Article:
How did you choose the bikes you are using?
We wanted high quality bikes, that were not heavy and were reminiscent to a normal bike that people would use everyday. We started with just 25 bikes to begin getting some experience with the whole concept.
We now have 150 of our own bikes and soon a growing number of other people’s bikes where we mount the lock.
How do you maintain the bikes and make sure they aren’t stolen?
We’re working with local partners to help us maintain the bikes. We have not yet experienced theft, but it is still something we continuously work on, to ensure as little theft as possible in the future as well.
If a user finds a bike that’s broken in some way, the user contacts us when a bike needs maintenance. Equally, if we see a bike has not been used for a while, we will check up on that bike, as we suspect it may be in need of maintenance.
We’re doing different things to prevent theft. First of all, the lock is strong. It is as solid as any of the old school back wheel locks. But anything can be cut with an electric cutter. So we have to strike a balance of making the bike difficult enough to steal while not being too valuable to steal. We are working on newer versions of the lock, as an example, and people who order a lock through airdonkey will receive the next version. One new feature is a leash, that will allow users to lock the bike to something. This will definitely decrease theft.
Can I join Donkey Republic with my own bike?
YES! Very soon at least. We will soon launch a kickstarter, which will allow people to buy a lock and put it on their own bikes and add them to the system when they don’t use them themselves. People can sign up to pre-order at www.airdonkey.com
We know there are lots of bikes around the world and many people who want to promote biking. So we see this as a great way of enabling people to be part of this movement, give the service a local anchoring and improve our speed of scaling.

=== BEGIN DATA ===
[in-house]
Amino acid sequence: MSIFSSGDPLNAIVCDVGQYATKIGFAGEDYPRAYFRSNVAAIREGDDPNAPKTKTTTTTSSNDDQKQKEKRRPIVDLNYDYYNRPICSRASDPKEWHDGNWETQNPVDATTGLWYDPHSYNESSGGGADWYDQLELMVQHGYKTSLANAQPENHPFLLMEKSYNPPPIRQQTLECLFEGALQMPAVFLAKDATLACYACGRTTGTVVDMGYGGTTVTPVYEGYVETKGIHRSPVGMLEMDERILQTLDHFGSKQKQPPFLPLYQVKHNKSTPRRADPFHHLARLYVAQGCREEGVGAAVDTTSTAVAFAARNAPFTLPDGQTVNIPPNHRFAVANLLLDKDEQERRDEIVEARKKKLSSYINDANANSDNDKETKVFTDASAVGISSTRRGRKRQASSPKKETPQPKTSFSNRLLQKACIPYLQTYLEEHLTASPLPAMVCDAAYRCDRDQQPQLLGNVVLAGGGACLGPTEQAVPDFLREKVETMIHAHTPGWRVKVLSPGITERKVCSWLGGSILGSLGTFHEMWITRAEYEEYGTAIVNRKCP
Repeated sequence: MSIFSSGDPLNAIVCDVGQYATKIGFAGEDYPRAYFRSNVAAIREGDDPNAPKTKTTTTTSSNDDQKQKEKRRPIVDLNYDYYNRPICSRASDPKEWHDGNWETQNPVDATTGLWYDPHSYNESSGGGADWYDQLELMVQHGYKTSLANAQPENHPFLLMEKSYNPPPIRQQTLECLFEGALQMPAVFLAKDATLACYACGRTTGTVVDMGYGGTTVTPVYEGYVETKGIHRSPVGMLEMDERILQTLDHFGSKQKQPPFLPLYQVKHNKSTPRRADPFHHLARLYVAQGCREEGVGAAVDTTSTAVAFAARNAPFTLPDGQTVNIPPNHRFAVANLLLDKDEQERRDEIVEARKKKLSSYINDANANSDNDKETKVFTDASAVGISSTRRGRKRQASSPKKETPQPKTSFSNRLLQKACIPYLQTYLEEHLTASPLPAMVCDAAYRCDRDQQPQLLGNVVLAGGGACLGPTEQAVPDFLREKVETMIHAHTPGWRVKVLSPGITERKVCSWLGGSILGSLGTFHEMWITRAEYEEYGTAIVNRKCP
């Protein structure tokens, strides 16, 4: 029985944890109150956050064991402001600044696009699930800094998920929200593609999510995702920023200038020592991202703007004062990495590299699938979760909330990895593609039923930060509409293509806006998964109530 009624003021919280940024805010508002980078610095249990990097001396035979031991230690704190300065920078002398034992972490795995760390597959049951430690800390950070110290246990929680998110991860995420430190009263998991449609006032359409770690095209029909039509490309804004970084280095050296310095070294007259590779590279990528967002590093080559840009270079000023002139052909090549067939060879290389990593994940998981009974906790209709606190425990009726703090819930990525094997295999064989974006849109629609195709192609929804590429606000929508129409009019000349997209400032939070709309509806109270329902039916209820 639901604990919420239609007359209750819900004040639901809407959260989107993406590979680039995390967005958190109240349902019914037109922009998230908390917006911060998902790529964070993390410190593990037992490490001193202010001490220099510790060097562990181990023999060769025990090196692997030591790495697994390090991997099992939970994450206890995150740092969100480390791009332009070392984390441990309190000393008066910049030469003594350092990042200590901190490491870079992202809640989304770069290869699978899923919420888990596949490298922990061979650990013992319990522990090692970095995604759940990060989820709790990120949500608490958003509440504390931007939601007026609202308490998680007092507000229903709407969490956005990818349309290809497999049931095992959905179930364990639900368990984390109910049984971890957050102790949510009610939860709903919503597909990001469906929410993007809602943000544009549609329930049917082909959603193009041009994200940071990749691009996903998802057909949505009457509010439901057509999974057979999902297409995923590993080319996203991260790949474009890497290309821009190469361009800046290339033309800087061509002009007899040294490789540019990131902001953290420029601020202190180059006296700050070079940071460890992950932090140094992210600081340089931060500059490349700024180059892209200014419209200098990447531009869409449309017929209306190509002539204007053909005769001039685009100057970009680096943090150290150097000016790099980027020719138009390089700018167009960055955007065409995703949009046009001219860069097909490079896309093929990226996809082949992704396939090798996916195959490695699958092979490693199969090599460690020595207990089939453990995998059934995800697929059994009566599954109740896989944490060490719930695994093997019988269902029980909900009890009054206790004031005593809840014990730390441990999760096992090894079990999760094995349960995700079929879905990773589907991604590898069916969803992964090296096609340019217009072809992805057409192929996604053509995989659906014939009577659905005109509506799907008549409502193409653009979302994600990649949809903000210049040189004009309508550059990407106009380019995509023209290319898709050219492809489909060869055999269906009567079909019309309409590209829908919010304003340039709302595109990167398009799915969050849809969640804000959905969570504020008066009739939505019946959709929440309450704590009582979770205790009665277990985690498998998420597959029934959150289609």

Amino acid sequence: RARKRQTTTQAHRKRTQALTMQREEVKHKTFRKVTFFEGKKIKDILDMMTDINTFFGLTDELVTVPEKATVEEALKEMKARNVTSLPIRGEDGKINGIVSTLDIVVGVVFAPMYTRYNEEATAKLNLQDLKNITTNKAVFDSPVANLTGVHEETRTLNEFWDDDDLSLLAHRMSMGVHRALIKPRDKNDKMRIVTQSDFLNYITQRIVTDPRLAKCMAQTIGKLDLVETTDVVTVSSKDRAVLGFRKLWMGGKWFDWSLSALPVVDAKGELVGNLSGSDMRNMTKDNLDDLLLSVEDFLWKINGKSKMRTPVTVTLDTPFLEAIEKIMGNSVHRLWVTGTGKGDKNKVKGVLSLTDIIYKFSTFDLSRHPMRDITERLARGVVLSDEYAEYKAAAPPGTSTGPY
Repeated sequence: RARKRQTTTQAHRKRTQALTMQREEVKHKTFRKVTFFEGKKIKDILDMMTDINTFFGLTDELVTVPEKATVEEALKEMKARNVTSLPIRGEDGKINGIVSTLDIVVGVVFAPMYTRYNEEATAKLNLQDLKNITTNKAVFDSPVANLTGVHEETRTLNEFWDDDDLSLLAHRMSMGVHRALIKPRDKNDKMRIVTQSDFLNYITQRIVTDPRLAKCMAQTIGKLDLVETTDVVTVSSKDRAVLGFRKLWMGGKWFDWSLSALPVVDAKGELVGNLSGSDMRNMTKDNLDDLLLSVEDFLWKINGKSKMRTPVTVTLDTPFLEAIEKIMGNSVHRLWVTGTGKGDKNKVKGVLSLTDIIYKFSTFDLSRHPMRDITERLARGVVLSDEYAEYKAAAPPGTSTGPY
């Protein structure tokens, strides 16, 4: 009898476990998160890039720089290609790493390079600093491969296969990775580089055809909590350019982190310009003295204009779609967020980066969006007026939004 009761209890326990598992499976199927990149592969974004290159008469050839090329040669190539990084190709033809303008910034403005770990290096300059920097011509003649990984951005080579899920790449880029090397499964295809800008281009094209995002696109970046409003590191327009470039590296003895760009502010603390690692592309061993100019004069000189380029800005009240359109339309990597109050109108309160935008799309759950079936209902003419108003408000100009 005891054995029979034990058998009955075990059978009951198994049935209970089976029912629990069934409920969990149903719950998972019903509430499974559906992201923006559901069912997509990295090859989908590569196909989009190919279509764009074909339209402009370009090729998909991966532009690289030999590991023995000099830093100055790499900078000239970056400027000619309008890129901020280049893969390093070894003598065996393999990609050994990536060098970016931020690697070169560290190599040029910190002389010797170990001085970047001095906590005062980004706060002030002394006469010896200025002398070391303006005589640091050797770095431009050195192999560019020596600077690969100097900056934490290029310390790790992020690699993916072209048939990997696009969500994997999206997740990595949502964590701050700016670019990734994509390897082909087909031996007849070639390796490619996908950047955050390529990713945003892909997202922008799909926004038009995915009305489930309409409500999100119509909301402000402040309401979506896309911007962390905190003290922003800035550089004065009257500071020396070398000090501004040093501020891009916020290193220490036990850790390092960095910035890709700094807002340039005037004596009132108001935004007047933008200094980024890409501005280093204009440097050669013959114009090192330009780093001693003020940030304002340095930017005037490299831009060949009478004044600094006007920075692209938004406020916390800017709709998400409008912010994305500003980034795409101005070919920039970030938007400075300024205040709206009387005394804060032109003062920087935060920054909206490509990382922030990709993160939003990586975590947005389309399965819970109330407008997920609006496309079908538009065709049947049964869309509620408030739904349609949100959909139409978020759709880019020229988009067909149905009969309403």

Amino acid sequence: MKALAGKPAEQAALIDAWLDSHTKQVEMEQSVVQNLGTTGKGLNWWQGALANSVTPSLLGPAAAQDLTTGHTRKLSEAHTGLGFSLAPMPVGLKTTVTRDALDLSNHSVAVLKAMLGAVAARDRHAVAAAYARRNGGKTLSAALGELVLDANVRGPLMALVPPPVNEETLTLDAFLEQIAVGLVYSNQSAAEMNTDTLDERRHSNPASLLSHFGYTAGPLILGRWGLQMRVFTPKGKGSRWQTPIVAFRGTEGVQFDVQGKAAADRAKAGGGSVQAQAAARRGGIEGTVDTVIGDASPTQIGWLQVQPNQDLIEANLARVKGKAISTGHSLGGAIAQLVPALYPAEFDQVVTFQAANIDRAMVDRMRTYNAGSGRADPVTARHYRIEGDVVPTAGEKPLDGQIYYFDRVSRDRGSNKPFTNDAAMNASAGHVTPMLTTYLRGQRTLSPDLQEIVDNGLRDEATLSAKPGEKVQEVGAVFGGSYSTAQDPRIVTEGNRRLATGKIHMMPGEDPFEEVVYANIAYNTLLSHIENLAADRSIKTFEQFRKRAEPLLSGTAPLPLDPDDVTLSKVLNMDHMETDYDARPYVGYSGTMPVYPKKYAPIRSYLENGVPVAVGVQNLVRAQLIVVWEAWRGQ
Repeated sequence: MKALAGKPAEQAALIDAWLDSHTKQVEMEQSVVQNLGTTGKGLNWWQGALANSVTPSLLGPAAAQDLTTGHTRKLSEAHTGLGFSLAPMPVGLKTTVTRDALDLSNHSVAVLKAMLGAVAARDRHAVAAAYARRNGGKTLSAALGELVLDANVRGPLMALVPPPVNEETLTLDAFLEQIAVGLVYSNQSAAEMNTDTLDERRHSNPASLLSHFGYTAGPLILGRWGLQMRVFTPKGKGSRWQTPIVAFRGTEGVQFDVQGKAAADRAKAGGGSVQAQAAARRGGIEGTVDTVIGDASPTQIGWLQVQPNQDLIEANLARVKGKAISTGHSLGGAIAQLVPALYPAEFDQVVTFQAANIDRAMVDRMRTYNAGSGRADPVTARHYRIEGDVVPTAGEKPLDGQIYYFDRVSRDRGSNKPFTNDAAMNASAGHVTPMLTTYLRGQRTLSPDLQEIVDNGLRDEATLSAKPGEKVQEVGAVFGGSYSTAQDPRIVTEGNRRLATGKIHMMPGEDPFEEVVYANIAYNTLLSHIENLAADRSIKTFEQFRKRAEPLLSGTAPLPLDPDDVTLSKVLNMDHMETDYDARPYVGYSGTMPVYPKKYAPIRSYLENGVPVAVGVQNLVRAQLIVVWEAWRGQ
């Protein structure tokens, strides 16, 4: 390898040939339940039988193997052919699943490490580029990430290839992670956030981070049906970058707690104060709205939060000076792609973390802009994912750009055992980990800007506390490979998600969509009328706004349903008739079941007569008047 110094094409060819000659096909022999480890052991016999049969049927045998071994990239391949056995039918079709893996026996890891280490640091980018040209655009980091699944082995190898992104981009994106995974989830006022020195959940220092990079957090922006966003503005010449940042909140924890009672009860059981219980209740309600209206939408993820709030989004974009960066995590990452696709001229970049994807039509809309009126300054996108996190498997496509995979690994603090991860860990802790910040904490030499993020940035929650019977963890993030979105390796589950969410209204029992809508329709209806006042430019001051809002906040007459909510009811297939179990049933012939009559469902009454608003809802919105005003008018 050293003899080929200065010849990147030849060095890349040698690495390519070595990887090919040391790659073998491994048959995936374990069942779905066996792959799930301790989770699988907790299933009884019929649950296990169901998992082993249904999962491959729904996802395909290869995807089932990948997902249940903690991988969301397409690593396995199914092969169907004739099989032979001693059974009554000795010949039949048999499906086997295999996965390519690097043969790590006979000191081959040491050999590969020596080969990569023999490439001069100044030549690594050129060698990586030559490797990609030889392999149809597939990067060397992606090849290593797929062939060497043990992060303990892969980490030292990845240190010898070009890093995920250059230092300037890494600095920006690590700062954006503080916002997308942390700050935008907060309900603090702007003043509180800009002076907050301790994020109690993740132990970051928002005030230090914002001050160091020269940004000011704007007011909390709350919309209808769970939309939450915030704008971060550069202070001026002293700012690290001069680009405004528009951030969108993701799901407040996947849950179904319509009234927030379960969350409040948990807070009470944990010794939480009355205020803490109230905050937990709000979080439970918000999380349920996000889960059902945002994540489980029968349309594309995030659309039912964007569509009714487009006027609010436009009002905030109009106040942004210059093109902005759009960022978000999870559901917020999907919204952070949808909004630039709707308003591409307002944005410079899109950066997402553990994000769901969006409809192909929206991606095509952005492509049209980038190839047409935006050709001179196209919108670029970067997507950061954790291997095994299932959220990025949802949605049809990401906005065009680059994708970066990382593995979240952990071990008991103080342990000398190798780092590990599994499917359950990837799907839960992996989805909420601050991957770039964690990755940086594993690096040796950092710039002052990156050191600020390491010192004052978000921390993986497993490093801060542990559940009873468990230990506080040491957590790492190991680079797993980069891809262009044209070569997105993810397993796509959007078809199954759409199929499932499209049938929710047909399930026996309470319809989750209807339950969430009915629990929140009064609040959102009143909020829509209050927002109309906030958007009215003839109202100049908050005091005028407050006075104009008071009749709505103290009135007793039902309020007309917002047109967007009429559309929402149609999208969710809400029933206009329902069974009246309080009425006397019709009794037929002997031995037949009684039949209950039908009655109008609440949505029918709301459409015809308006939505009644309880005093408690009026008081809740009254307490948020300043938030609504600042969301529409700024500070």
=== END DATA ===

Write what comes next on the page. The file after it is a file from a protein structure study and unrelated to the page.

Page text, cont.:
We’ve seen similar platforms work extremely well, and as with similar companies (Uber, AirBnB) we can see that ratings work very efficiently to promote trust and good ‘deals’. So we have faith that this will work just as well.
If you could start over, are there anything you would have done differently?
When you’re a startup you will without doubt run into problems, and so have we. However, all those problems helped us improve. Had we known differently from the beginning and done something else, we would have probably run into different issues. We try not to dwell too long at our mistakes, but instead quickly learn from them and move on.
You have a number of investors, but now you are also considering crowdfunding. Why is that?
Crowdfunding is about building a community, have people join a movement. And we’re keen to have as many people as possible join this one. So we hope that crowdfunding will give us a lot more than cash. We’re looking for new customers and we want to build the foundation of a strong, growing community.
There’s a lot more to crowdfunding than what meets the eye. There is actually a surprisingly large amount of work in doing a crowdfunding campaign, so it should be well considered. The advantage we appreciate the most is getting into contact with so many people around the world who are excited about the project and have a LOT of good feedback.
What will the future bring for Donkey Republic?
Many different things, we hope! We’ll definitely be crossing some new borders, build great communities around bike sharing and involve many locals in the work.
And of course, more people biking!